Hands up if you haven’t indulged in takeout or delivery chicken recently. Barbecued, deep-fried, topping a pizza, stuffing a taco or filling a rice bowl, “the consumption of chicken continues to increase, and we see it as one of the top menu items overall,” says Robert Carter, industry analyst with The StratonHunter Group in Toronto.
Hot and Sweet
Last spring, South-Korean chain NeNe Chicken opened its first-ever North-American stores with two locations in Vancouver. It’s just one of many Asian brands that have been fuelling the demand for adventurous fried-chicken choices, with flavours such as sweet-chili sauce, “Hot Bling” sauce or cheese powder. Many of these fall under the popular category of “swicy” flavours (sweet plus spicy) that is also driving menu offerings such as hot pepper-honey pizza.
“We’re seeing that [trend] start to make waves,” affirms Lisa Bishop-Spencer, director of Brand and Communications for Ottawa-based Chicken Farmers of Canada (CFC), “savoury spices and heat plus sweetness, or an umami plus sweet: maple vinegar, honey vinegar. We’re going to see breaded chicken with sweet or umami notes, healthy with a side of indulgence.”
Bishop-Spencer also notes an interest in fusion concepts such as Korean tacos or Japanese ceviche. For example, in September, Mucho Burrito introduced its Tandoorrito, a Mexican-Indian combination of hot Tandoori masala and pico de gallo. There’s still demand for “nostalgic comfort-food classics,” but with “more flavours like peri-peri or smoke applewood, hickory. Europe is really seeing that right now,” she says.
“It’s about the flavour: cumin, ginger, influence from Asia and Middle-Eastern countries,” says Cinthia Nehring, international director of Marketing for Church’s Chicken, who is based in Toronto. Church’s Chicken brings in new items “every eight to 10 weeks,” such as a new garlic-herb option.
No End to Sandwich Wars
Piquant, indulgent and admirably adapted for takeout dining, the spicy fried-chicken sandwich has been one of the pandemic’s star performers, and there’s no sign that the QSR category’s “chicken-sandwich wars” are slowing down.
“The chicken-sandwich category is just exploding; it continues to have great traffic volume,” says Carter. Some chains, such as Church’s Texas Chicken, were ahead of the trend. “We’ve been doing sandwiches for over 15 years,” says Nehring. Its signature Mexicana is topped with spicy mayo, cheese, taco chips, diced onions, tomato and lettuce on a sesame bun. The brand has recently launched a Texas Dry Rub sandwich on a brioche bun.
Other outlets have been experimenting with related menu offerings; for instance, last August, McDonald’s launched a limited-edition run of its new habanero-powered Spicy Chicken McNuggets, the first tweak to its nuggets offering since 1984. These follow McDonald’s other peppery chicken innovations, including the Spicy Habanero McChicken (now a permanent menu item) and the occasional Jalapeño McChicken, Szechuan McChicken and Ghost Pepper McChicken sandwiches.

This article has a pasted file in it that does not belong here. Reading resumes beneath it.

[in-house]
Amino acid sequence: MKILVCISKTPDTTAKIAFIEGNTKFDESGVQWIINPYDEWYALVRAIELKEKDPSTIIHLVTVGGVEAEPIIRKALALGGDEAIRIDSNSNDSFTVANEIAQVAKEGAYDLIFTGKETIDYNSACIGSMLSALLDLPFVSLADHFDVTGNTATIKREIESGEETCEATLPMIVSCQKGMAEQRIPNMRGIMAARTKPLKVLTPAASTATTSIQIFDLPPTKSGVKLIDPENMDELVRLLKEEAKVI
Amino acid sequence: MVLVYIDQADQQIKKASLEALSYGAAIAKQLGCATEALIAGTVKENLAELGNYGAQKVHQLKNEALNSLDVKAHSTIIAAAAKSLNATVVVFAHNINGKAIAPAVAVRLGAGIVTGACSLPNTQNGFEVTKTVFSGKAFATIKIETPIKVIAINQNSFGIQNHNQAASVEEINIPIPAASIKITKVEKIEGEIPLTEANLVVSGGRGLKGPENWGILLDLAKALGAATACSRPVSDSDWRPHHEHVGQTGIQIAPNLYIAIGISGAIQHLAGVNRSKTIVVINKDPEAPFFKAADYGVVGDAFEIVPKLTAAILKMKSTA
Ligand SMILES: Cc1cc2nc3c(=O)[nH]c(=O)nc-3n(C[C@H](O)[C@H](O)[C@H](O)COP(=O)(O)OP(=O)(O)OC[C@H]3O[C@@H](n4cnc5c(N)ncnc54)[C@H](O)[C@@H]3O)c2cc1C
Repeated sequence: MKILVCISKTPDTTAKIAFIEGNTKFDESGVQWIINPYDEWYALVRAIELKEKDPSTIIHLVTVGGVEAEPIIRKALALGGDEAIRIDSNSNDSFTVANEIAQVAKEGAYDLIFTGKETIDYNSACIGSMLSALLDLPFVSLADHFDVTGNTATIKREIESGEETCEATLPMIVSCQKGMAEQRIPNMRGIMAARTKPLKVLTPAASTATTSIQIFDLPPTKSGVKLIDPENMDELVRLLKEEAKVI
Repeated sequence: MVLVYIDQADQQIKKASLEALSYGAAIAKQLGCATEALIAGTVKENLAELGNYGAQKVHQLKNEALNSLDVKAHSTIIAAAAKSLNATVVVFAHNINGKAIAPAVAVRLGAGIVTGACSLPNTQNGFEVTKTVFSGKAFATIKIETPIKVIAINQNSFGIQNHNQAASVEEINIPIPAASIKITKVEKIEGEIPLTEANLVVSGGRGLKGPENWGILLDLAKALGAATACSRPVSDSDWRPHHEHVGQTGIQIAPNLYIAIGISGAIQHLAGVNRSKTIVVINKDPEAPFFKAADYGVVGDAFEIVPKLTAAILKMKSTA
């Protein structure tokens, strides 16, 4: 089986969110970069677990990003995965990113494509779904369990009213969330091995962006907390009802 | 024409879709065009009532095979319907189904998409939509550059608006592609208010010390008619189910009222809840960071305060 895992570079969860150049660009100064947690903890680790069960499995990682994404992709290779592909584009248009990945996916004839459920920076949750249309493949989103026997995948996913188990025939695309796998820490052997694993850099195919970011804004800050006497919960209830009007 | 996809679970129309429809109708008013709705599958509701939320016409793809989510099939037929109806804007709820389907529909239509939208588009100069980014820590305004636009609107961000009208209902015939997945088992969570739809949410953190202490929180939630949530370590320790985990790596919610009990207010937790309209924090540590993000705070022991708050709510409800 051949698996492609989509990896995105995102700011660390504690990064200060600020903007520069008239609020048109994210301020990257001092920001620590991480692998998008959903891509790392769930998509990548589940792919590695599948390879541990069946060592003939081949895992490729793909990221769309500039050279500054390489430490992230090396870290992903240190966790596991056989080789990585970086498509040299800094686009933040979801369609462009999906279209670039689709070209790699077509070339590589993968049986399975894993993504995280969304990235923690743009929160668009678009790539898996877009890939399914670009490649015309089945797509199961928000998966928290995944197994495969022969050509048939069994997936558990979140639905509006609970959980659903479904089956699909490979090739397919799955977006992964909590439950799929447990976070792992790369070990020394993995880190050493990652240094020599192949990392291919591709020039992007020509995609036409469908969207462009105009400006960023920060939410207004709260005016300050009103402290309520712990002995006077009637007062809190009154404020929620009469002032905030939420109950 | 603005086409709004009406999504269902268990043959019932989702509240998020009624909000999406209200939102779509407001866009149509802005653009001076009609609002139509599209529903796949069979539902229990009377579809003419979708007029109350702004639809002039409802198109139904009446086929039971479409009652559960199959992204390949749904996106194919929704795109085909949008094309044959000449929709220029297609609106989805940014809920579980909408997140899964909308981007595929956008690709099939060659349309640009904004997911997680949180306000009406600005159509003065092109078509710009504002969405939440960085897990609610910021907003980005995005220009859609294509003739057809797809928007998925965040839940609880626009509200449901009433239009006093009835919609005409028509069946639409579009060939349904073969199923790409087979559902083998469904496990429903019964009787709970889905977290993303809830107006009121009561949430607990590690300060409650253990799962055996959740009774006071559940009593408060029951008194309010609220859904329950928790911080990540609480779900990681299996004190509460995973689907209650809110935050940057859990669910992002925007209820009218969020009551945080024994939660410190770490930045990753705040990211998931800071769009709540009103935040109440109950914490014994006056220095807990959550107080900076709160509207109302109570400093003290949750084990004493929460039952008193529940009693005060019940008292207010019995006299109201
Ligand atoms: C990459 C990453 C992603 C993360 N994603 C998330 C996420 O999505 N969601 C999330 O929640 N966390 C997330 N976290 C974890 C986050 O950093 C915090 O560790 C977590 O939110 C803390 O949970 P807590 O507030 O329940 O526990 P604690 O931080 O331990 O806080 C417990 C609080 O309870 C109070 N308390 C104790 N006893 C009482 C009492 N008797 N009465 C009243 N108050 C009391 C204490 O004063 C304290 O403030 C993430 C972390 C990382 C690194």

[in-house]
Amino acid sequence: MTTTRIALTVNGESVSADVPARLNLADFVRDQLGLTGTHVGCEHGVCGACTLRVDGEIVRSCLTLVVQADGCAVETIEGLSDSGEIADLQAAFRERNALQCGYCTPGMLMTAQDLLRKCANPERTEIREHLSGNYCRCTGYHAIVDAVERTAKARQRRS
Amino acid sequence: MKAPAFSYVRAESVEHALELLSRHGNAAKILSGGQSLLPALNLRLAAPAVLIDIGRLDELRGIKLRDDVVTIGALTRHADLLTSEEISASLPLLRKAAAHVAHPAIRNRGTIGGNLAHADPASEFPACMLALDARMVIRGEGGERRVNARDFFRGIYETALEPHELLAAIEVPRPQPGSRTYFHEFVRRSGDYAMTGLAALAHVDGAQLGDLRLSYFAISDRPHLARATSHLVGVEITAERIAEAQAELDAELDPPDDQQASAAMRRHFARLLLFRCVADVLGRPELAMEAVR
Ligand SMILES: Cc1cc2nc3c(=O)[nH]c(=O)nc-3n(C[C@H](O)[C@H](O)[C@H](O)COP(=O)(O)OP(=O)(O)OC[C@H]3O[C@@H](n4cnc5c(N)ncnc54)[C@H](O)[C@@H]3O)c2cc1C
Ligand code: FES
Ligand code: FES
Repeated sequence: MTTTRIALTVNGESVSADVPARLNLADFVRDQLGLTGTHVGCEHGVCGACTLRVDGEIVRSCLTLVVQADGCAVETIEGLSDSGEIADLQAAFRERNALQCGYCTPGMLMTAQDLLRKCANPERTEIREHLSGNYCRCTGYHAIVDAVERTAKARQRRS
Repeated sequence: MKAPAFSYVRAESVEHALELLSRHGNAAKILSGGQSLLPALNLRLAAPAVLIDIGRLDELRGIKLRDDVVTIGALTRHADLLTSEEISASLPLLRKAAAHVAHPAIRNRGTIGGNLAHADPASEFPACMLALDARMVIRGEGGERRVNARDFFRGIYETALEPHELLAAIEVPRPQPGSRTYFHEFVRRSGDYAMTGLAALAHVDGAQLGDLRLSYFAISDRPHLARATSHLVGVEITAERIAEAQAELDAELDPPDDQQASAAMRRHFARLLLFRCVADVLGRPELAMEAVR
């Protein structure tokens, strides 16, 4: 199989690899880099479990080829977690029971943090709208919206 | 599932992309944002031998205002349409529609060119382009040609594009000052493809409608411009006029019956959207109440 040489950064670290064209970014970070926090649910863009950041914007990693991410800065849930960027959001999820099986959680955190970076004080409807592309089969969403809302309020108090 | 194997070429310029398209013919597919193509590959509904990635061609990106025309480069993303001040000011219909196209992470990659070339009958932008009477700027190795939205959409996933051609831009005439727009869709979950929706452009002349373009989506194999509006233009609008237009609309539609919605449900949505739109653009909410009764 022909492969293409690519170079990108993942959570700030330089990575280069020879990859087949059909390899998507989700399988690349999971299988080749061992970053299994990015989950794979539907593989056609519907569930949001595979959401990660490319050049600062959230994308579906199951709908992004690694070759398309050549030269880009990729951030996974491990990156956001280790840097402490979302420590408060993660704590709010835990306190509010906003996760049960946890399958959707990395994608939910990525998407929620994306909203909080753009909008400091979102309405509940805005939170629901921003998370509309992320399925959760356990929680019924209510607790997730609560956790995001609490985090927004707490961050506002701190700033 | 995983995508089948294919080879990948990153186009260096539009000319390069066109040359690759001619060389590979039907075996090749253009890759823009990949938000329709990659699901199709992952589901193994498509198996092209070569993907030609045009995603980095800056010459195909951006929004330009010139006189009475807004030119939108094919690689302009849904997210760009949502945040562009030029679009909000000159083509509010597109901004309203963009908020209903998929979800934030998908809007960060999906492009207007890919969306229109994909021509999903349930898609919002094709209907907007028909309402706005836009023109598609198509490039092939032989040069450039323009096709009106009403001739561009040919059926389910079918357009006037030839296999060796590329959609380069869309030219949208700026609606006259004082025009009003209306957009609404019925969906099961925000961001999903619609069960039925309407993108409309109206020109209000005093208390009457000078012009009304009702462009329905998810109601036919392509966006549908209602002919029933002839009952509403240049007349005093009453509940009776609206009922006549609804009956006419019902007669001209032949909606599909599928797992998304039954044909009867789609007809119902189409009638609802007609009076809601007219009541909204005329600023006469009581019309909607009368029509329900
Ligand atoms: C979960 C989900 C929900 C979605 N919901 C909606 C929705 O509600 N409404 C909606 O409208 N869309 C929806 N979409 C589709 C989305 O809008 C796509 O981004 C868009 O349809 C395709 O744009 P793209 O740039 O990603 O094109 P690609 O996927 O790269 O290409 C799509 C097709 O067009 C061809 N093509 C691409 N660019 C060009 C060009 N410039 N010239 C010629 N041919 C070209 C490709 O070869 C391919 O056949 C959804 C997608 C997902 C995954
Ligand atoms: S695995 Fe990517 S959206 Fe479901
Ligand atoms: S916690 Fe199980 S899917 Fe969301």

In September, Jollibee launched its Chickenwich, topped with umami mayo, and the Spicy Jollibee Chickenwich with sriracha mayo and fresh jalapeños. In mid-October, Popeyes added kick to its chicken sandwich and newly unveiled nuggets with Megan Thee Stallion Hottie Sauce, an on-trend sweet-hot blend of honey, cider vinegar and Aleppo pepper produced in collaboration with the vibrant Grammy-winning performer Megan Thee Stallion. Meanwhile, KFC brought back its Double Down for a short time in October and November, featuring bacon and Monterey Jack sandwiched not in a bun, but between two pieces of fried chicken.
In 2021, Jollibee opened its third Winnipeg location and its third in Calgary, bringing the brand’s total to 22 stores in Canada. Hi Five Chicken, a 24-hour QSR chain that launched in Vancouver in 2016, is adding six more locations to its existing three. In Montreal, Portuguese rotisserie chain Piri Piri has plans to expand from five rotisseries to 25 by 2025 through franchising. The brand opened its first franchised store in November.
Also expanding are Mary Brown’s and Chick-Fil-A, while “St. Hubert in Quebec is such a strong brand staple, and they’ve expanded into the ‘quick casual’, as they call it,” says Carter. “Their new concepts continue to do really well.”
Although some previously successful businesses have faltered during COVID-19, “there are still going to be some really good chicken fast-casual concepts that will appear post-pandemic,” Carter says. With pre-cooked rotisserie chicken a number-1-selling grocery item, he believes rotisserie chicken still has a bright future, as well as “upscale fast-casual chicken places” ranging from Asian concepts to SoCal-style light and healthy menus.
And — more good news — the supply chain is healthy, says Bishop-Spencer. “Canada produces the vast majority of the chicken that Canadians consume,” she says, and “96 per cent of Canadians feel good about buying food from Canadian farmers.”
To capitalize on protein patriotism, she says, Chicken Farmers of Canada has recently re-launched its “Raised by a Canadian Farmer” logo in variations that reflect different standards of animal welfare, for use on menus and websites. The campaign ties the ongoing love of local together with the still-increasing interest in farming conditions.
But until the COVID-19 waves subside and dining-rooms are fully open again, the industry can count on an undiminished national enthusiasm for the comforting familiarity of chicken, livened up with a hit of flavourful condiments: a little bit of cheerful nourishment for both body and spirit.
By Sarah B. Hood